I have to be honest with you guys, I’ve been putting this post off for months.
I try to start and every time I stare into the blank page, the cursor blinking back at me, taunting me to begin. The truth is, Christchurch is a hard place to talk about because it’s not a place that I enjoyed. It’s a difficult statement to make for me, because it’s a city that has been through so much and one that I wanted to support and love with open arms.
But, in the spirit of sincerity, I thought it was finally time to share with you all what I really thought of Christchurch.
The 6.3 earthquake that occurred just outside of Christchurch on February 22nd, 2011 at 12:51 pm, wreaked havoc across the city and killed 185 people. It was New Zealand’s second deadliest natural disaster to date.
There have been ongoing efforts to rebuild and even a Re:Start movement within the city, but it doesn’t feel like there’s any heart behind it. Over four years later and the city is still defeated, emotionless, and subdued from the after effects of the quake.
There is rubble and constant construction, there are still the remains of buildings that have been left there, forgotten in the sadness.
When we went on a trolley tour around town, the elderly guide constantly referenced buildings that used to be there, but barely talked about the new ones that had gone in since the earthquake. Just before we stepped off, he related to us a fond memory from childhood of the old movie theater that used to be across the street before it fell down.
Christchurch seemed to either still exist in pre-2011 or be centered around the earthquake, the general mindset was not one of the future, but of the past.
No matter what activity we chose to do, there was a lackluster joyless manner in the random strangers we came across on a daily basis. We went punting on the river at one point, and although it was a relaxing day, the oarsman’s forced jokes fell flat and awkward. The stoney faces of the other workers looked at us blankly as we came back through the shop on our way out, after kindly refusing to buy a picture we didn’t ask to have taken.
The hardest part was going to see the Cardboard Cathedral and the memorial for the many people who died in the six-story Canterbury Television building (CTV) in 2011.
I met the nicest man of my whole time in the city at the Cardboard Cathedral. He was passing out pamphlets and interested in learning more about each and every visitor that came in. He was genuinely happy for the tourists that were still coming to Christchurch, and that we were inquisitive about the earthquake and the history of the makeshift cathedral.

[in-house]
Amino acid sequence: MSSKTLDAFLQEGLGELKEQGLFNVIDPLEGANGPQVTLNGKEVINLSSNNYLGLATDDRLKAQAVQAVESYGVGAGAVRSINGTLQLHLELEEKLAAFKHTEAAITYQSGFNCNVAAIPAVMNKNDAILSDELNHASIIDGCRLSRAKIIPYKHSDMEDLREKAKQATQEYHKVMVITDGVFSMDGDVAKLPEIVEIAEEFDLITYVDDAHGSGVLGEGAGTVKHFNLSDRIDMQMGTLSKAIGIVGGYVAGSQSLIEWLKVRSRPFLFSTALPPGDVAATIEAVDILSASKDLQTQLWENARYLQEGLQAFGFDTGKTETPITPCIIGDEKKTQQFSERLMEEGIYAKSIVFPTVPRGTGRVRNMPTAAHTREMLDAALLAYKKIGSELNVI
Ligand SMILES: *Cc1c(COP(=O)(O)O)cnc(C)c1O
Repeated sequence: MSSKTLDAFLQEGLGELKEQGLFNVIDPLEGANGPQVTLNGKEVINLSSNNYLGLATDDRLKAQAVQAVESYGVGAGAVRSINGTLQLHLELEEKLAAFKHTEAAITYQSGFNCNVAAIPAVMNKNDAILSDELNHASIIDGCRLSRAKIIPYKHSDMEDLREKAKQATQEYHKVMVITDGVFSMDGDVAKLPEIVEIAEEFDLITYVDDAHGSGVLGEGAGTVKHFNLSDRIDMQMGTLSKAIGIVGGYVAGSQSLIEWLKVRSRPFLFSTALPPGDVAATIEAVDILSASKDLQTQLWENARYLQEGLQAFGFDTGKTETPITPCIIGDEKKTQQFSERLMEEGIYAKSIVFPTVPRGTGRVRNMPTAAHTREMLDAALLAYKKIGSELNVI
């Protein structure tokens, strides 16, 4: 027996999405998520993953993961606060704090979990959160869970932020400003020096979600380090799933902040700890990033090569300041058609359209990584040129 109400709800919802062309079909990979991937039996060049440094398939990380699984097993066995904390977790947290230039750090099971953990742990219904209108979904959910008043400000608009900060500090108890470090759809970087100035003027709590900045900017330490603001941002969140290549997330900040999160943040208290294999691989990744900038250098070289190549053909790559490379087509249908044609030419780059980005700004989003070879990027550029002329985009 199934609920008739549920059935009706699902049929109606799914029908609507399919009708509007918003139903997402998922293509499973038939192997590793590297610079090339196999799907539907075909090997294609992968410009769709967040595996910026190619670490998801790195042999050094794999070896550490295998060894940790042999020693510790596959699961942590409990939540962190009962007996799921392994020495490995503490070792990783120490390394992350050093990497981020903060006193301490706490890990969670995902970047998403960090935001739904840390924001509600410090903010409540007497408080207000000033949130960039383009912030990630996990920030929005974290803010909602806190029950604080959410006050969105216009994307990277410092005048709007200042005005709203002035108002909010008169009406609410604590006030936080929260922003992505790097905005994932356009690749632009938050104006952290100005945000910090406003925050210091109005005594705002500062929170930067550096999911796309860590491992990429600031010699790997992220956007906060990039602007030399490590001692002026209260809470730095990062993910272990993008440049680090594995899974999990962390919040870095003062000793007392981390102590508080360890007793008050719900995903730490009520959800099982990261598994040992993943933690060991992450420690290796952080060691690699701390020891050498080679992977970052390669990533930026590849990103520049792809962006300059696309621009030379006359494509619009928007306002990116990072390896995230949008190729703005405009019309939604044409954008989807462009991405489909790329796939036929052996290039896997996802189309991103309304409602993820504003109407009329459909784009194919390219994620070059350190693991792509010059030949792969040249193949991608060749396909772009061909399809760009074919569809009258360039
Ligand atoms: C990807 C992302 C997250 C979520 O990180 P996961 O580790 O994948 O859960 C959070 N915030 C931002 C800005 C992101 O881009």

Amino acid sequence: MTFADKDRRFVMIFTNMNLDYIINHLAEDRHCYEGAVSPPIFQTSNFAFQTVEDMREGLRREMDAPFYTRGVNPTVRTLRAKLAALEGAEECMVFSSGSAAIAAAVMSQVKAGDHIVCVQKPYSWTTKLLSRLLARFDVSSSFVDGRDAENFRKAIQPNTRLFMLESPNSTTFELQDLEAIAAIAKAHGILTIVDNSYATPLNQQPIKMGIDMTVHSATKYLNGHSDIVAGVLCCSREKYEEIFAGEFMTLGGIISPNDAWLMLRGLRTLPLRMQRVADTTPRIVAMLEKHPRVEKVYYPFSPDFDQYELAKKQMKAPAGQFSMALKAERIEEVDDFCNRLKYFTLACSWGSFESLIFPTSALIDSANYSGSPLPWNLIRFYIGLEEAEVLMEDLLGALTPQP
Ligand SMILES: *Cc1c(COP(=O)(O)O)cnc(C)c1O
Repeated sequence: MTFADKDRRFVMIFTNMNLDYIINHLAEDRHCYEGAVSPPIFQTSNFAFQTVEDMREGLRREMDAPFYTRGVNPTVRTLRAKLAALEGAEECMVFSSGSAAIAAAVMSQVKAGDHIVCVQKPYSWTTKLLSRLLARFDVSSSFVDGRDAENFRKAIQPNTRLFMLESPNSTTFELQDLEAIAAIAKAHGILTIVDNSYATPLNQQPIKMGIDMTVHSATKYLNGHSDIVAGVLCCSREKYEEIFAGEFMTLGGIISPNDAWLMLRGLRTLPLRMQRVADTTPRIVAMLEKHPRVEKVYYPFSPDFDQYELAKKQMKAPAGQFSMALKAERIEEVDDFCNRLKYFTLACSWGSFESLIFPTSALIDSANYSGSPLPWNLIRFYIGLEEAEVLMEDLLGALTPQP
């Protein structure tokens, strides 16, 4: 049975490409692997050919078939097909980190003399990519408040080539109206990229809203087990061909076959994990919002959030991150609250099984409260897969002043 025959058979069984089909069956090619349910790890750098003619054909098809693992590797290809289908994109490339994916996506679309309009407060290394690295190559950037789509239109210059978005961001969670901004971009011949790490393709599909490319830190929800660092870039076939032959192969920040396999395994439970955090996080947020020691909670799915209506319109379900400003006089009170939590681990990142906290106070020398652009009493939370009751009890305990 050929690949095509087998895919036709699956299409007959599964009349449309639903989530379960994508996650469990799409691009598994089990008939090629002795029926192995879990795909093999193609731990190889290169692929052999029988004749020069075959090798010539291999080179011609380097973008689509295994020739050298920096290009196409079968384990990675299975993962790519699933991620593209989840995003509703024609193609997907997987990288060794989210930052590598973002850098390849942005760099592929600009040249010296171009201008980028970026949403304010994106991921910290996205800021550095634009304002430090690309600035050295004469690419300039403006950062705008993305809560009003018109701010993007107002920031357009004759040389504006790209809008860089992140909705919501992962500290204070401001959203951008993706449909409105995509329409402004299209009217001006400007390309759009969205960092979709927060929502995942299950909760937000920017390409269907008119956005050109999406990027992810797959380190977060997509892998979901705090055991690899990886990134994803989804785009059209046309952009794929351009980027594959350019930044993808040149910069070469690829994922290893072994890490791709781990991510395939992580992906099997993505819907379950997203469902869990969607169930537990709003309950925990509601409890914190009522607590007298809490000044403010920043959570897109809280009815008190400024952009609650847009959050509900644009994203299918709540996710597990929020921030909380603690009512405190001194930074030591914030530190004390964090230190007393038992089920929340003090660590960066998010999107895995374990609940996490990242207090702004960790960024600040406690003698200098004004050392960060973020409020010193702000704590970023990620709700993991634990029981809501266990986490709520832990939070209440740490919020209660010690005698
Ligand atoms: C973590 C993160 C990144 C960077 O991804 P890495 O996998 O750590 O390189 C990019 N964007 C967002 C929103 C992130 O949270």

The Cardboard Cathedral is one of the few signs of hope in a city that is still recovering. It was meant to only be a transitional cathedral after the original Christchurch Cathedral fell in the earthquake, but it has become such a beloved place by tourists and locals alike that there are no plans to take it down anytime soon. The cathedral was made mainly from cardboard and structured and designed with earthquakes in mind.
Other signs of creativity and resilience could be seen in small doses around the city. While I was there, they had colorful giraffes to represent a community that stood tall. They were meant to be auctioned off last January, with proceeds that would go to local charities.
The Re:Start area of the city that I mentioned before is also a new place. It’s an artsy, alternative space that is colorful, communal, and full of food carts and music.
Visiting the 185 White Chairs Memorial next to where the CTV building fell was something else all together. Each chair was designed uniquely to represent each individual who perished in the earthquake. Walking around and taking my time at each spot, I stopped in front of a child’s small chair and a baby carriage.
I didn’t say a word, let out a sound, or shed a tear, but inside I was raging at the unfairness of these destructive events. How often they seem to inflict pain on innocent people around the world. I felt such uncontrollable anger at the situation, until sadness took over and enveloped me. This sadness would stay with me for the remainder of my time in Christchurch.
I’m not saying Christchurch is a place that shouldn’t be visited. In fact, it’s a place that should very much be a part of your New Zealand experience. It’s a city that needs a kick in tourism again, it’s a place that shouldn’t be forgotten because of a profound tragedy that took place. It was simply a very sad place to visit.
It’s somewhere I want to go back to one day and feel happy and excited to be in. In life we tend to ignore the places or memories that make us uncomfortable, but sometimes those are the most important places to visit to feel a real emotional connection.
Have you ever been to Christchurch? What were your thoughts on the city?